There were people everywhere. Lata watched the crowd in delight. Families were out, holding hands, their faces shining. Lovers, oblivious to their surrounding were laughing, touching and kissing. Children ran about, screaming, chasing each other. They are lovely, she thought, soaking in their happiness. Those girls there, just like Mina and me, skipping college to watch a film. What a day that was! Slinking out of class and running at top speed towards the bus stop, laughing all the way. Mina got hiccups and she had them all the way to the theatre. And that day, we caught Bhushan, out with his girlfriend. I blackmailed him into taking those disgusting posters off the wall. She laughed out loud at the memory and a man standing next to her exclaimed, “You all right, love?”
His breath smelled sharp. He leaned towards her until she could see the sparkle in his eyes. Lata shrank back. Words jumbled in her mouth. He winked at her and disappeared in the crowd. Lata trembled. Was that man trying to flirt with her? She couldn’t even answer him. Her English was good, but she couldn’t follow his accent very well, and it made her conscious of her own.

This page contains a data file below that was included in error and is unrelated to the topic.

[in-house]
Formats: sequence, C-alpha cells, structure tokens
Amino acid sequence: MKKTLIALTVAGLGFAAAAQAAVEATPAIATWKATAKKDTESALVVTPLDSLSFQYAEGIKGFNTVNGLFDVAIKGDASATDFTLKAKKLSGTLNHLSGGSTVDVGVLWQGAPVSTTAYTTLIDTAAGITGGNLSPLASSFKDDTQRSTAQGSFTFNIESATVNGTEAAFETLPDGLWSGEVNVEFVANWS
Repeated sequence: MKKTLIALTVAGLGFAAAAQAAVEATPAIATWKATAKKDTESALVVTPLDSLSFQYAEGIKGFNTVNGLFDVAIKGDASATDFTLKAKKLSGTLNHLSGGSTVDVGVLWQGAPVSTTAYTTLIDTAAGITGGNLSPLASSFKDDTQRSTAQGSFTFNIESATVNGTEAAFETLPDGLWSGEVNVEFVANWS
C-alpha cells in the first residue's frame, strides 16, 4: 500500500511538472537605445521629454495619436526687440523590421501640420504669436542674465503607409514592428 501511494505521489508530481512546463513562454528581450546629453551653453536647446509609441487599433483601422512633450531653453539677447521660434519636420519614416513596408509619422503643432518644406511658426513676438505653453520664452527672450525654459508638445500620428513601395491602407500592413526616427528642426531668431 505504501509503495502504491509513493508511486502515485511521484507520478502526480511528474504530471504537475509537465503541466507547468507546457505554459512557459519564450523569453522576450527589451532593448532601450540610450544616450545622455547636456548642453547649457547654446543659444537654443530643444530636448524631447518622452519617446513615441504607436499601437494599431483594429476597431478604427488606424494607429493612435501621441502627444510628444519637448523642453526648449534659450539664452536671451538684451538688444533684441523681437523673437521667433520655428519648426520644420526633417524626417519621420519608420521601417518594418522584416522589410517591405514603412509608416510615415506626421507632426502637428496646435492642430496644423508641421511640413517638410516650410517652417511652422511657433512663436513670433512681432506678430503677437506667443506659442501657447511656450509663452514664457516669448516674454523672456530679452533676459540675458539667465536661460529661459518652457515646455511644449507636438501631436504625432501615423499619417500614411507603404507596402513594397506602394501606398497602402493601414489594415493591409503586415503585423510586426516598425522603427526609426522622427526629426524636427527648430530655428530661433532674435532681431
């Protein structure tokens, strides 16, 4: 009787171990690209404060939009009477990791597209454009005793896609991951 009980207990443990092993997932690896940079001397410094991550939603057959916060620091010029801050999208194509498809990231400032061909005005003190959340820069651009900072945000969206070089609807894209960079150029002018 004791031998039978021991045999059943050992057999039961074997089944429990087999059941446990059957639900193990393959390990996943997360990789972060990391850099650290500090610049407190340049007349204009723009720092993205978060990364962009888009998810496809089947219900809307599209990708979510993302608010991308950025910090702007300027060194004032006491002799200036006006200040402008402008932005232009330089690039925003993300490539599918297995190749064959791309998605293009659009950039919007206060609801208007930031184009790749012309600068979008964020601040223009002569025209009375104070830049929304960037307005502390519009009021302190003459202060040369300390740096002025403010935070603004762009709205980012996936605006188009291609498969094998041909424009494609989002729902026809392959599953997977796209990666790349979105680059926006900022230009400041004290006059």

“You all right, my dear?”
Lata jumped. It was Anuj. “What is the answer to that?” she asked.
“Answer to what?”
“Why do people here ask, ‘you all right?’ Nothing is visibly wrong with me, is there?”
“What are you talking about? Come on now, I have a treat for you.” His eyebrows were furrowed and his lips were set to a thin line.
“Are you all right?” she asked.
“Yeah.” He looked baffled. Then he smiled and pinched her cheek. “We’re watching a Bollywood film.” He said and handed her the tickets with a flourish. “Happy, darling?”
Lata hugged his arm and laughed. “That’s a great movie. It’s a hit back… in India.”
“Let me buy some popcorn. You wait here.” Lata stood behind the ticket counter and looked up at the monitor displaying the movies being showed that night. All the English films were sold out. Could that be the reason why he bought the Hindi film tickets? Lata looked at Anuj in the distance, paying for the popcorn. He was smiling at the man behind the counter. No, he really did want to watch this film with me, she decided.